One of the moves that defined the early stages of the 2012 NFL draft was the Dallas Cowboys' decisive decision to acquire the sixth-overall pick from St. Louis in order to select cornerback Morris Claiborne from LSU.
Claiborne, along with high-priced free-agent signee Brandon Carr, are the cornerstones of the Cowboys efforts to fortify their secondary this offseason, as the group struggled mightily under the direction of coordinator Rob Ryan in 2011.
As a results of the shuffling, former first-round pick and starter Mike Jenkins has become expendable for Dallas and is a player that would figure to draw interest from cornerback-needy teams around the league.
That doesn't appear to be the case, however, as Calvin Watkins of ESPN Dallas reports that Jenkins remains available, although the Cowboys are currently unable to find a trade suitor.
Although the lack of interest is slightly surprising given the need for cornerbacks around the league, it's possible that Dallas' market will grow as training camp approaches and teams that were unable to find a cornerback during the rest of the offseason will come calling.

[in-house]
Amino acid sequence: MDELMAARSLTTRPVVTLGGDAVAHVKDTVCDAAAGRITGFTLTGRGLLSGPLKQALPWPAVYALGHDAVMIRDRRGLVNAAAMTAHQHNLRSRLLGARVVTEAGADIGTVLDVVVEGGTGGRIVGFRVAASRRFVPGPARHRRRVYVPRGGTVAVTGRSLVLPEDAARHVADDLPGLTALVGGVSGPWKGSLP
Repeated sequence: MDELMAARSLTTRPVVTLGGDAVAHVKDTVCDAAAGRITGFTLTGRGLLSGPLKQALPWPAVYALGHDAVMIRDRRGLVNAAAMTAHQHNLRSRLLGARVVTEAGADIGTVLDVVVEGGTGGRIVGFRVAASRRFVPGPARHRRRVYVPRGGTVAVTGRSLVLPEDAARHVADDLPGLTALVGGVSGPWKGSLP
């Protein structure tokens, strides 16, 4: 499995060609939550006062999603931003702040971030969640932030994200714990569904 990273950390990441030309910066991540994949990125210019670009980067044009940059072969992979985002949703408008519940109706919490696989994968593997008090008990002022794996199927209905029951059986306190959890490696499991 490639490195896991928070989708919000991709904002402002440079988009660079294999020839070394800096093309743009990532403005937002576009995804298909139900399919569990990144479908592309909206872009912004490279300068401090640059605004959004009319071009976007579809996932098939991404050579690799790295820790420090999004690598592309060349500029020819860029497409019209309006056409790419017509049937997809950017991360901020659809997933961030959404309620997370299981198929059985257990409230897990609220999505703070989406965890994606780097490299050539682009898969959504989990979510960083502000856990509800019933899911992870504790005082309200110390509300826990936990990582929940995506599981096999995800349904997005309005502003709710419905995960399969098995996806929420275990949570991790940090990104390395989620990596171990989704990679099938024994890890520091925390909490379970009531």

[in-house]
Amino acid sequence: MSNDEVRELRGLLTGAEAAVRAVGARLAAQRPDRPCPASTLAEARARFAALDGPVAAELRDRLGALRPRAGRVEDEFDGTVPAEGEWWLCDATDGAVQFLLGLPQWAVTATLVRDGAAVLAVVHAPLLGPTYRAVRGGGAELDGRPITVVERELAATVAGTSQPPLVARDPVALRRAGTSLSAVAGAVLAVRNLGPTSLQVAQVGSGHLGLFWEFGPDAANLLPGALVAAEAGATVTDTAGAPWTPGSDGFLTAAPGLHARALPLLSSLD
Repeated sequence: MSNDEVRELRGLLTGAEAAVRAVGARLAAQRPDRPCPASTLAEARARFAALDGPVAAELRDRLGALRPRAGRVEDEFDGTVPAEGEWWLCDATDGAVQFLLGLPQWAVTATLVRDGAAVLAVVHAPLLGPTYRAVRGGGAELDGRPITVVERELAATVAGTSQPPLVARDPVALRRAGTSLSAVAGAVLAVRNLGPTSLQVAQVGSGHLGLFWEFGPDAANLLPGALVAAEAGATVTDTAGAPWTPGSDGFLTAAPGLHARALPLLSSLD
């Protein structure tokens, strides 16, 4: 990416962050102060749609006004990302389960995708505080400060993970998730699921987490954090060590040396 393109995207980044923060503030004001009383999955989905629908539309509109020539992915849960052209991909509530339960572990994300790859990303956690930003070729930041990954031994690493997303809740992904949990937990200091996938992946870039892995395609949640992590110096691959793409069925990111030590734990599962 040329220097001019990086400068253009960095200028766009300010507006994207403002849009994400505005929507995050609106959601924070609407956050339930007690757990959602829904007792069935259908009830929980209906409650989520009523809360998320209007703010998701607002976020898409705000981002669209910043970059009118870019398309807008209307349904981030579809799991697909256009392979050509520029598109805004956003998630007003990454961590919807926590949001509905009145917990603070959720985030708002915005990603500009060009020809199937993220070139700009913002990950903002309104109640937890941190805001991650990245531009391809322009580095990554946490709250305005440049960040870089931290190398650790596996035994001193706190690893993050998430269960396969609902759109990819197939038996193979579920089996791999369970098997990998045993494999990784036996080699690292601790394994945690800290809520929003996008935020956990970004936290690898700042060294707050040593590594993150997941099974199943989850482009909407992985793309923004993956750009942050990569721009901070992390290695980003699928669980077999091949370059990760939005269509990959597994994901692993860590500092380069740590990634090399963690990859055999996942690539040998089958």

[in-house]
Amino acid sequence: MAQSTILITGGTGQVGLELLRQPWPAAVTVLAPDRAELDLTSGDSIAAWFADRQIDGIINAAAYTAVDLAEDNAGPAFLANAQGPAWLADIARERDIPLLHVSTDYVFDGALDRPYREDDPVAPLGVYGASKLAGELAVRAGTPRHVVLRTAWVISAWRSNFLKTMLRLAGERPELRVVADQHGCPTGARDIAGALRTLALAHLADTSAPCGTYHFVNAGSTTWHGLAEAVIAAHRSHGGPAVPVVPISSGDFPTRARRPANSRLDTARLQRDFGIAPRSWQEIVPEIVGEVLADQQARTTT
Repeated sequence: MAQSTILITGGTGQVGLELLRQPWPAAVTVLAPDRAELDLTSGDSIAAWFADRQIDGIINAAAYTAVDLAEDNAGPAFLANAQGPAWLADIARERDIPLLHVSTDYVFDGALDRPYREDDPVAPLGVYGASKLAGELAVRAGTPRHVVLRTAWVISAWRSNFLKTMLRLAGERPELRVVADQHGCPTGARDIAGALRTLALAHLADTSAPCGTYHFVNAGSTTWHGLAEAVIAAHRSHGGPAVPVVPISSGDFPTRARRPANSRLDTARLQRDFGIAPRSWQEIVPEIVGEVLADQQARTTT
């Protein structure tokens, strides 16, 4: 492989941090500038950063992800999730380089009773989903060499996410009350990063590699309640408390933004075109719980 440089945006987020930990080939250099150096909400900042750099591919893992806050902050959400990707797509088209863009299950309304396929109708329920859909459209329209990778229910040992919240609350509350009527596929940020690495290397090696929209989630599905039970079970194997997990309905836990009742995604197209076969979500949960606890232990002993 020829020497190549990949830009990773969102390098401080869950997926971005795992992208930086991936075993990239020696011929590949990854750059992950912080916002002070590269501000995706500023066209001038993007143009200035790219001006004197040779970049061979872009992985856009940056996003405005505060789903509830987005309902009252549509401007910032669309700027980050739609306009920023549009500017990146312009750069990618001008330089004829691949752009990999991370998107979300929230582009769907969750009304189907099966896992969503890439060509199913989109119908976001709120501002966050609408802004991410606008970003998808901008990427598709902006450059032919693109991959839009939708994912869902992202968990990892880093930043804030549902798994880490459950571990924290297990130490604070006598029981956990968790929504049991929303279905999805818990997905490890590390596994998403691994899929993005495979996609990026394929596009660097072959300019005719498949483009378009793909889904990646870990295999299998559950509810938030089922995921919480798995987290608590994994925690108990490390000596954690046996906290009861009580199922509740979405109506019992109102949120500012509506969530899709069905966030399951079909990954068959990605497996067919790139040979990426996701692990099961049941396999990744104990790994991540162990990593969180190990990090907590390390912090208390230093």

Jenkins had a quiet year in 2011, totaling just 24 tackles and single interception, but he flashed capable ball skills and reactive athleticism during 2009 when he recorded a career-best five interceptions.
At the age of 27 and with one year and just $1.052 million remaining on his contract, Jenkins certainly seems the part of a low-risk, medium-reward investment in the secondary.
This situation is one worth tracking, as teams like Tennessee, Denver, Oakland, St. Louis and Carolina would all make sense to jump into the mix for Jenkins, give their need to add depth to the position.